Yesterdays terrorist attack and the brutal murder of an off duty soldier on the streets of Woolich has inevitably led to a widespread discussion not only on the Internet and in the general media about the place and presence of Islam in society, but also took place in workplaces, pubs and peoples homes. The questions that are being asked include a debate on how, in a modern, open and democratic society how such a sadistic act could have even been contemplated when there are so many legitimate and peaceful ways to make a political protest.
Its' not as if this kind of act is limited in Britain to the extremist sections of "Islamism". There was also the Soho "nail bomber" who targeted gays as part of a campaign of hate inspired by the indigenous far-right around the BNP and other neo-Nazi boneheads who inhabit the political fringe.
And then of course in Norway there was Brevik. Norway is probably one of the most tolerant and inclusive nations on the planet. Where did he spring from?
With this in mind I read at first with concern and then with a sense of relief about the publication of an Independent report on the Rochdale child sex scandal in The Times this morning. Given the current climate it might have been considered a little imprudent with the inevitable backlash against the Muslim community which invariably accompanies terrorist atrocities.
Whilst child abuse takes place in all communities regardless of religion race or colour, it is important to note that the failure to act was in part due to the fear of a racial backlash motivated by so-called "political correctness" on the part of some council staff. If we are to truly integrate the various communities into mainstream society then we must not be afraid to tackle difficult and criminal activities undertaken by men (and women) just because of ill thought out "value judgements" made by those who are responsible for the welfare of others.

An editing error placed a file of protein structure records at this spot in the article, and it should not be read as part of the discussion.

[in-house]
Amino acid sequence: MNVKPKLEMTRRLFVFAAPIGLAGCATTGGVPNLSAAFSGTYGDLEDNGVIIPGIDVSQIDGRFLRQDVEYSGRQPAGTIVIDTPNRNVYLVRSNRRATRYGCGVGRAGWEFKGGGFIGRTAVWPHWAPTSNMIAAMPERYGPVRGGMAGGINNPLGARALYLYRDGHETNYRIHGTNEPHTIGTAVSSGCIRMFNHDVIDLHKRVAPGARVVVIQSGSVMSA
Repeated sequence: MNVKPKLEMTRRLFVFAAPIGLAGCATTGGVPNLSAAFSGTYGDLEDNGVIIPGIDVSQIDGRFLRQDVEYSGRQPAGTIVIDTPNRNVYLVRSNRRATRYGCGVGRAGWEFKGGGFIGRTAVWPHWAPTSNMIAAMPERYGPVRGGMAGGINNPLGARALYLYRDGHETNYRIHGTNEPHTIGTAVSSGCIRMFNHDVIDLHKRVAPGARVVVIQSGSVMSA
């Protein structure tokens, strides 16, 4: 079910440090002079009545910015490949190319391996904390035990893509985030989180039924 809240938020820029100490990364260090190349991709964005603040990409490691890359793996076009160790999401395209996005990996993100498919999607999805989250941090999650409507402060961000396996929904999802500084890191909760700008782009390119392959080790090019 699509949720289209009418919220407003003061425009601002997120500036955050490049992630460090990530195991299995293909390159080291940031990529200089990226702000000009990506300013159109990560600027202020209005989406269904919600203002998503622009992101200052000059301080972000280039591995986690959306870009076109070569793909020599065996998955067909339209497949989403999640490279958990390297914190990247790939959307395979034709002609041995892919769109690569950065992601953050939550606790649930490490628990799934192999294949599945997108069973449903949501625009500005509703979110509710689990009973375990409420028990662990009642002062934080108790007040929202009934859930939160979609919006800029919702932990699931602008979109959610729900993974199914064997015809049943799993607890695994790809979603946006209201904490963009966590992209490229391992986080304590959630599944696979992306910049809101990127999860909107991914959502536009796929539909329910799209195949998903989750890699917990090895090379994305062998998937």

The girls in this case (and others that have come to light) have been let down by the politically correct crowd that seem to predominate in social services and other parts of the state and political establishment. This must not happen again.
A crime is a crime no matter what race, religion or colour an individual is. The law must apply equally to all or it will lose general acceptability.
The reason I find myself with hope this evening is because of something that was going on whilst travelling home from work. Stuck in the inevitable traffic jam that stretches between Putney and Hammersmith there was a quiet, but audible discussion going on behind me between two young Muslim women (hijabs et al) about the nature of the soul and quoting from the Koran about "Gods" role with humanity.
As an atheist I would normally despair as I do when approached by the Jehovah Witnesses or suchlike but this time it occurred to me that actually Britain is predominately a tolerant society and these two women felt able to discuss such views without fear in the public place. And so they should.
I was proud to be reminded that we do have a broad society which whilst far from perfect (will it ever be) is a place people feel free to talk.
That means we need to stand up against those who wish to destroy such freedoms. No one has a problem campaigning against the BNP or the EDL, so isn't it time we also campaign against the Islamists, the Salafists and their ilk that spread a message of hate that is just as bad . if not worse as they hijack a religion to do so?
If we truly are to tackle the very real issue of Islamic extremism then we must not be afraid to tackle the criminal activity (i.e. hate speech and racism) promoted by these bigots (and that is what they are). That means there is no need to tread on eggshells around the Muslim "community" (and there is not just one, there are many) and do some straight talking.
Freedom of speech means that everyone has a right to their own opinion. We all have a right to express ourselves without fear of retribution by either the state or the self appointed zealots who seek to impose their distorted world views on the rest of us.
Promotion of hate and violence is criminal. Those who promote such views must be combated. There can be no appeasement. Remember what happened last time we tried that.